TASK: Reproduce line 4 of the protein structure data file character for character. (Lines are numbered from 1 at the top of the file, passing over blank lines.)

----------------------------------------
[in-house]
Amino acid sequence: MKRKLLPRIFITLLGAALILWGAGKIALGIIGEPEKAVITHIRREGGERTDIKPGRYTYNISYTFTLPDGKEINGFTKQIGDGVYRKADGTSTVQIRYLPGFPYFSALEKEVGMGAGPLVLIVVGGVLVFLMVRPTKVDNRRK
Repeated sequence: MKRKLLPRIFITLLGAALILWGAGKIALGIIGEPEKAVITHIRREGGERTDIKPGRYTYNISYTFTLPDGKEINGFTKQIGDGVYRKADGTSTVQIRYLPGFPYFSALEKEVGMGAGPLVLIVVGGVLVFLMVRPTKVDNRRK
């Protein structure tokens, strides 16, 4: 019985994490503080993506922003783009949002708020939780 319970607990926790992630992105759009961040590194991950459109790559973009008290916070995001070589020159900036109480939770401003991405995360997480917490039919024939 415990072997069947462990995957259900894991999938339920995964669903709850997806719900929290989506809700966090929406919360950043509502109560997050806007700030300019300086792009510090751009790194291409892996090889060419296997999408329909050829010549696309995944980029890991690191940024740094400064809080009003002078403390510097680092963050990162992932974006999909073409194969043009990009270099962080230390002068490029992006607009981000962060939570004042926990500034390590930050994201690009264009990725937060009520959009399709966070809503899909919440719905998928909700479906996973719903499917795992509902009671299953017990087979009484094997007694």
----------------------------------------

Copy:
């Protein structure tokens, strides 16, 4: 019985994490503080993506922003783009949002708020939780 319970607990926790992630992105759009961040590194991950459109790559973009008290916070995001070589020159900036109480939770401003991405995360997480917490039919024939 415990072997069947462990995957259900894991999938339920995964669903709850997806719900929290989506809700966090929406919360950043509502109560997050806007700030300019300086792009510090751009790194291409892996090889060419296997999408329909050829010549696309995944980029890991690191940024740094400064809080009003002078403390510097680092963050990162992932974006999909073409194969043009990009270099962080230390002068490029992006607009981000962060939570004042926990500034390590930050994201690009264009990725937060009520959009399709966070809503899909919440719905998928909700479906996973719903499917795992509902009671299953017990087979009484094997007694």